BLOCK: What was your impression?
KB: It was pretty unbelievable. Actually, they invited me to play with them. So I tried, and I wasn’t very good at all.
BLOCK: When was this?
KB: I think it was two years ago.
BLOCK: So they sat you down in the wheelchair and had you play?
KB: Yeah. (Laughs) I tried to play, but I couldn’t keep up.
BLOCK: What did you learn from playing in a wheelchair?
KB: You get such a greater sense of appreciation for their athleticism; what it is that they do. You have to be incredibly talented and strong to be able to do that.
BLOCK: Please verify, Natalia Diamante, is six and Gianna Maria Onore is two?
BLOCK: How is Natalia Diamante’s bike riding coming along? (Note: When Block interviewed Bryant two years ago, Kobe said he was teaching her to pop a wheelie.)
KB: It’s great.
BLOCK: What other sports does she do?
KB: Soccer, softball and all that kind of stuff.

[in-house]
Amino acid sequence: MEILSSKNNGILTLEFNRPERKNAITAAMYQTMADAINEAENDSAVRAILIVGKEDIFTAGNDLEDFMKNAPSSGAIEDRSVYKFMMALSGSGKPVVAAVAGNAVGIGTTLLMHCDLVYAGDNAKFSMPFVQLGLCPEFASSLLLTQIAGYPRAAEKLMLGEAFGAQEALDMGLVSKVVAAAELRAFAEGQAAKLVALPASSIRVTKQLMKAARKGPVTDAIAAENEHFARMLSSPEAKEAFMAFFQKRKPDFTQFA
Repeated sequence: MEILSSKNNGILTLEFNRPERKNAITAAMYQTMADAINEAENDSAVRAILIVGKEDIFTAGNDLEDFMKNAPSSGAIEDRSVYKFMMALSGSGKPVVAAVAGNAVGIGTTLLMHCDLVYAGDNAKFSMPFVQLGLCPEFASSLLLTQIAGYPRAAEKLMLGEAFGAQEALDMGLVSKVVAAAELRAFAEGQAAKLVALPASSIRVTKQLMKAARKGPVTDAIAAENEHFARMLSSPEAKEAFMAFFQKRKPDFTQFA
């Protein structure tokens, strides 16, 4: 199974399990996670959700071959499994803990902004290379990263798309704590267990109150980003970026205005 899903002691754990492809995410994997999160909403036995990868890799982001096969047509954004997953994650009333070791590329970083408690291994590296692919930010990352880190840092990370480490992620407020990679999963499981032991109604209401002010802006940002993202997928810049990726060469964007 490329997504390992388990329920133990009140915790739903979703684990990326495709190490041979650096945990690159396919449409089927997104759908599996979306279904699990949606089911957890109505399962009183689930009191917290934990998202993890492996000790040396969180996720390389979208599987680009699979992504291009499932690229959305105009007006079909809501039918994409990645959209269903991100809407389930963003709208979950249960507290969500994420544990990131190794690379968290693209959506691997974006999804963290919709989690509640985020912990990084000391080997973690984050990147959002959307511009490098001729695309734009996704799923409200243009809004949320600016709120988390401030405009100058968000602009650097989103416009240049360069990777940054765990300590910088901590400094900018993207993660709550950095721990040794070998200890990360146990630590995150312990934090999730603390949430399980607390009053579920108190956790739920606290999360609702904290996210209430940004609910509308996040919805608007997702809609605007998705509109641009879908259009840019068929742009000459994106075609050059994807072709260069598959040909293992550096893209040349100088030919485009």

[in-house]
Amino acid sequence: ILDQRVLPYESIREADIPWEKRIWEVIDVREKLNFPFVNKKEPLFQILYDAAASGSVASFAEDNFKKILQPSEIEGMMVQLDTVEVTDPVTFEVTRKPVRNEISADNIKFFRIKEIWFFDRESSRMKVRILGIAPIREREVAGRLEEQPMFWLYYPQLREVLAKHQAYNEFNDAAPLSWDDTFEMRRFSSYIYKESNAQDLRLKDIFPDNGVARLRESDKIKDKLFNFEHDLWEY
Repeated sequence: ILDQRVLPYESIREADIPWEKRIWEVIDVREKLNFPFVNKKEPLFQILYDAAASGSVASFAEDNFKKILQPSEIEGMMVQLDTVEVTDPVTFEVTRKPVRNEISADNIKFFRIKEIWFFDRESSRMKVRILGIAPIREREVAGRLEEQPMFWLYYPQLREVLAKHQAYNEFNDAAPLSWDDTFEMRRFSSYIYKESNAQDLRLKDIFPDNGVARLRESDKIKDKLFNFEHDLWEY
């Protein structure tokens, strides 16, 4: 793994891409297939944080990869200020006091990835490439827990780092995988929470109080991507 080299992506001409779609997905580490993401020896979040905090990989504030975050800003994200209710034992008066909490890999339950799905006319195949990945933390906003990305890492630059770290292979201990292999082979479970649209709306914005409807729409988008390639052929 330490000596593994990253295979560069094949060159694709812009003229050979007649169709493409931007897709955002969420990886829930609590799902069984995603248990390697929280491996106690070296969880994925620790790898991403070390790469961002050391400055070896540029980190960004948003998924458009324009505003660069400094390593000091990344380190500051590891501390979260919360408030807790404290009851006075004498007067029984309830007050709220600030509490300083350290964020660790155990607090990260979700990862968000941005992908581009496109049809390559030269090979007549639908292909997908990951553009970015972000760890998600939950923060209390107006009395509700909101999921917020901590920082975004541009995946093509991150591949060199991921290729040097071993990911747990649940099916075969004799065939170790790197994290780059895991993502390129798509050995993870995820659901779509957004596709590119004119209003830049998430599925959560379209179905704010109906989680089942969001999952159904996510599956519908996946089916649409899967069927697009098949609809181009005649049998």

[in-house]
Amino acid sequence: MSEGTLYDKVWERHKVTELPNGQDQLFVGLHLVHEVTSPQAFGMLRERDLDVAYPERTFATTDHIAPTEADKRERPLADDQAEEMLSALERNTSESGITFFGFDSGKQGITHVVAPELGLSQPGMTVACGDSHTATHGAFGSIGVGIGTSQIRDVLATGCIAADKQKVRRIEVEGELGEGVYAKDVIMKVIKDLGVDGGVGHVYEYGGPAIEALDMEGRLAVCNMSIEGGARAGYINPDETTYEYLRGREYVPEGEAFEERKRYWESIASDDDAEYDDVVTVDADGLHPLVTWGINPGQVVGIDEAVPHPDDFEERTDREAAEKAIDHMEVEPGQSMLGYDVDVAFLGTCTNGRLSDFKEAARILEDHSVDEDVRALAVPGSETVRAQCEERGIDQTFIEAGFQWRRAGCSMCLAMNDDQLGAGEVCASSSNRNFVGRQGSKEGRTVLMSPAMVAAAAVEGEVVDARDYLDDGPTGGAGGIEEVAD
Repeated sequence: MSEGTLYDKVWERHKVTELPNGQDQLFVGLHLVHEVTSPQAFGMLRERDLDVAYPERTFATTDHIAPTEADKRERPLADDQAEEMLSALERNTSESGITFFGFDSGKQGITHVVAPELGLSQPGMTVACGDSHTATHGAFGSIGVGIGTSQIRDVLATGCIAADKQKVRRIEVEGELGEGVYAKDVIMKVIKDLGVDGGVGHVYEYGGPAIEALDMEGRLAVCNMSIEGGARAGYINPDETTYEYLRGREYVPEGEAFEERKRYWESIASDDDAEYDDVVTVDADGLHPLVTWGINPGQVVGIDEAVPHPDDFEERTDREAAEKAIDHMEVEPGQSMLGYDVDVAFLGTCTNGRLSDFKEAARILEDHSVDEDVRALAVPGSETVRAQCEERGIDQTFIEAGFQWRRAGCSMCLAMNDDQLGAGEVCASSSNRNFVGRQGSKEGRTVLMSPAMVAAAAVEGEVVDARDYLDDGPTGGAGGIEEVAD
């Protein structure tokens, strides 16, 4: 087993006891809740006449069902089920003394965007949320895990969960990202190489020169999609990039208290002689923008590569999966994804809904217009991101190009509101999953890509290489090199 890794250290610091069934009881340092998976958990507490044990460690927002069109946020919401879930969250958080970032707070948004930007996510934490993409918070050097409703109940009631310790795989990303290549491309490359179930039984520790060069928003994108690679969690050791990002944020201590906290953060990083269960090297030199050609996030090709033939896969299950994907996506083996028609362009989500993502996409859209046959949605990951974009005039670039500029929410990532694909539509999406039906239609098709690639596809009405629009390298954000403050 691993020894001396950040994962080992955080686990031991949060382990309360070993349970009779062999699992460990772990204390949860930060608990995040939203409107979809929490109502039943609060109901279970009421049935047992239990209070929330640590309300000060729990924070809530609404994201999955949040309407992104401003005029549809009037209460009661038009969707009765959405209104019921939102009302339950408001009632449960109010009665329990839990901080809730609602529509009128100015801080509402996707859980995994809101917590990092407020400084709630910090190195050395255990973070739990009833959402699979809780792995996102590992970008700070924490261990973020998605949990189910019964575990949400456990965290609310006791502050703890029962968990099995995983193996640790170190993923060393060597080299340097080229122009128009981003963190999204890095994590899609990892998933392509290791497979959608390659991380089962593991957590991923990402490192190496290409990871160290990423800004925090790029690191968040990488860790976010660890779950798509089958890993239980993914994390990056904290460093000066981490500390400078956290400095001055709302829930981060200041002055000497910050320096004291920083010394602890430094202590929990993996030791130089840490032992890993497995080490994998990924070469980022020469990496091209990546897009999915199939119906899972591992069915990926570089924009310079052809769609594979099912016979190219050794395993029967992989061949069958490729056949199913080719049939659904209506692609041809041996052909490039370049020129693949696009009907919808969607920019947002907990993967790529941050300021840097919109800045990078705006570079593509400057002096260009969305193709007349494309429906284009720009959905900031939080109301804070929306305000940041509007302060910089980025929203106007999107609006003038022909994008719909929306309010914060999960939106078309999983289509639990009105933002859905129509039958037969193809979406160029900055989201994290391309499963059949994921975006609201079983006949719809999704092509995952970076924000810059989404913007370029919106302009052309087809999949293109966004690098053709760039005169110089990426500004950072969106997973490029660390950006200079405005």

BLOCK: What’s it like for her to have a daddy whose a big famous basketball player?
KB: She doesn’t even think about it like that.
BLOCK: Doesn’t the NBA take a lot of time away from seeing your kids?
KB: It does, but I always call and I also put a lot of time into being with my family.
BLOCK: How many more years do you think you’ll play in the NBA?
KB: I don’t know. It’s tough to call. I just got to get lucky and stay healthy.
BLOCK: You turned 30 last year. Is that the age to peak in basketball?
KB: It is. That’s the age where you get it really going.
BLOCK: What do you plan to do when you retire?
KB: I don’t know. I have a couple options, but I’m not exactly sure which one I want to do.
BLOCK: Anything else I should ask you, or that you’d like to talk about?
KB: No. You did a great job.